Overall, ‘Lucky Day’ does have its charms such as the ever enjoyable Crispin Glover’s amusingly over the top performance as our off the hinges foreign hitman and some undeniably fun shootouts and violent moments sprinkled throughout, yet unfortunately it’s not nearly enough to save this clunky mess of a film. Those who are already excited about checking it out as well as fans of the main cast members and/or of filmmaker Roger Avary will probably still want to give ‘Lucky Day’ a chance in order to decide for themselves (although I’d suggest at least renting the film before dropping the money on a blind purchase of the Blu-ray release just to be safe), while those who are on the fence about it will probably be better off just skipping it, or at least waiting for it to pop up on your favorite premium channel or streaming service down the road.
The Blu-ray release of ‘Lucky Day’ features a full 1080p High Definition presentation utilizing the film’s original 2.40:1 Cinemascope Aspect Ratio. The video presentation looks great altogether and offers a sharp, smooth and richly detailed presentation from start to finish, with no notable faults or troubles to be uncovered along the way. It holds up quite capably even during the fast moving and/or darkly lit moments throughout, never resulting in anything occurring onscreen becoming negatively affected or rendered indiscernible. Overall, this is a solid high definition video presentation that delivers nicely throughout and should not disappoint.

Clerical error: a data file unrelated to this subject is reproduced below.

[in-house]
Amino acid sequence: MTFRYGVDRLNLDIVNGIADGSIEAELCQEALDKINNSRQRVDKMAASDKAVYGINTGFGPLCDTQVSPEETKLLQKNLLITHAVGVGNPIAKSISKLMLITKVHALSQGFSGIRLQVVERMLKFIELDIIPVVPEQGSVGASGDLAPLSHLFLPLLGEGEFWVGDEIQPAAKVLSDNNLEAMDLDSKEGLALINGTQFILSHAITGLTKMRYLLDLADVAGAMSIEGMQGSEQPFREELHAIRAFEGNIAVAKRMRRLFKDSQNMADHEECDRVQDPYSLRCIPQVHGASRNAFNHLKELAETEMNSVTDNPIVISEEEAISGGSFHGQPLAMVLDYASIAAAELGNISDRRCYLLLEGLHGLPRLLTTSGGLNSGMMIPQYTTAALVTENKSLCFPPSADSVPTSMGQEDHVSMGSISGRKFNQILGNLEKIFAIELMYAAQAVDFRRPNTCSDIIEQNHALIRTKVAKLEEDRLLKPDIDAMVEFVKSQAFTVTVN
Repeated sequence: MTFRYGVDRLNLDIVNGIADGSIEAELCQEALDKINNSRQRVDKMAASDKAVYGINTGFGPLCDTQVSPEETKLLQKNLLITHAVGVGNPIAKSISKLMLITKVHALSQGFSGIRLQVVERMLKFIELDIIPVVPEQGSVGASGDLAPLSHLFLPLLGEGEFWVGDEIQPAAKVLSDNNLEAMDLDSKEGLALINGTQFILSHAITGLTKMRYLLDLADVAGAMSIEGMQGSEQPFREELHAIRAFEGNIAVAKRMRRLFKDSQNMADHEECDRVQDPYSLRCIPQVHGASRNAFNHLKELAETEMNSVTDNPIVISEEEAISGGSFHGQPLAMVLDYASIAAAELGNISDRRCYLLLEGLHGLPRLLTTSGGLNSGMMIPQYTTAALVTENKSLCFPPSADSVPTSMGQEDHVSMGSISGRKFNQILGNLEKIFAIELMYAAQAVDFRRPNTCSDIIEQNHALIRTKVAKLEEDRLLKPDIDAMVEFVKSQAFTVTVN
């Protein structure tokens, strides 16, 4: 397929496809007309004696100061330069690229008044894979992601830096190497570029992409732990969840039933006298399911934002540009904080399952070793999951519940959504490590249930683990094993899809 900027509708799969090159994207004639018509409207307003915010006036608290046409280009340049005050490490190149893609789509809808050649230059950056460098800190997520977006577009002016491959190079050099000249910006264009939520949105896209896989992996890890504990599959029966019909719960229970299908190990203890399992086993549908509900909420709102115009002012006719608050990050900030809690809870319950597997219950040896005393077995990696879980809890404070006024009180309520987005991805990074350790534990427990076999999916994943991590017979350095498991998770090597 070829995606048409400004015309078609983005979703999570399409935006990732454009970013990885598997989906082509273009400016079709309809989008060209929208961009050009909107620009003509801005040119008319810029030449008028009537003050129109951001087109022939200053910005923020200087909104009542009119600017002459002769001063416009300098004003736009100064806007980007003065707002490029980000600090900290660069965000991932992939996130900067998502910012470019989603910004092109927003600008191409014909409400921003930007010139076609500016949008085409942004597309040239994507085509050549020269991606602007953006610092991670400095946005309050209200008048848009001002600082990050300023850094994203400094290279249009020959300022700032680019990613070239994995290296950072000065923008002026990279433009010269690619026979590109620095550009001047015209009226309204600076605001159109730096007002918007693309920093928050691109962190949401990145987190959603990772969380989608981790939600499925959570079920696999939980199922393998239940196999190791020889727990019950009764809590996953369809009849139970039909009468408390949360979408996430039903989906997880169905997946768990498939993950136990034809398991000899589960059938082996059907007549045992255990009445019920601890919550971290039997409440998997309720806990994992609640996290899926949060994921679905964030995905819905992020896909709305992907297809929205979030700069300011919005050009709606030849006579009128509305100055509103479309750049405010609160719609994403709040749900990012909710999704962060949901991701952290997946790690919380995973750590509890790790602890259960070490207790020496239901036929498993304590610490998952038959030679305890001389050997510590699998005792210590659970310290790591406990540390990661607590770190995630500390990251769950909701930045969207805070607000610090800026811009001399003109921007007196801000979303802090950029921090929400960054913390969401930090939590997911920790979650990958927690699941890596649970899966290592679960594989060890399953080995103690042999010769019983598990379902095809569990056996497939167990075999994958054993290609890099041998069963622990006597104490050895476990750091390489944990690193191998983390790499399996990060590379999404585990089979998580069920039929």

The Blu-ray release features a 5.1 channel DTS-HD Master Audio soundtrack. This multichannel soundtrack provides a clean, crisp and frequently quite aggressive audio presentation throughout. It repeatedly takes advantage of all five available channels in order to send music, bullets, vehicle activity and more throughout the various speakers whenever fitting, and never allowing any dialogue or other audio elements that might be occurring simultaneously to become distorted or rendered inaudible in the process. Overall, this is a great 5.1 DTS-HD MA soundtrack that nicely compliments the onscreen chaos and violence while delivering in every way necessary.
The Blu-ray release of ‘Lucky Day’ doesn’t include any bonus content aside from the film’s ‘Official Trailer’ (running approximately 2 minutes in length).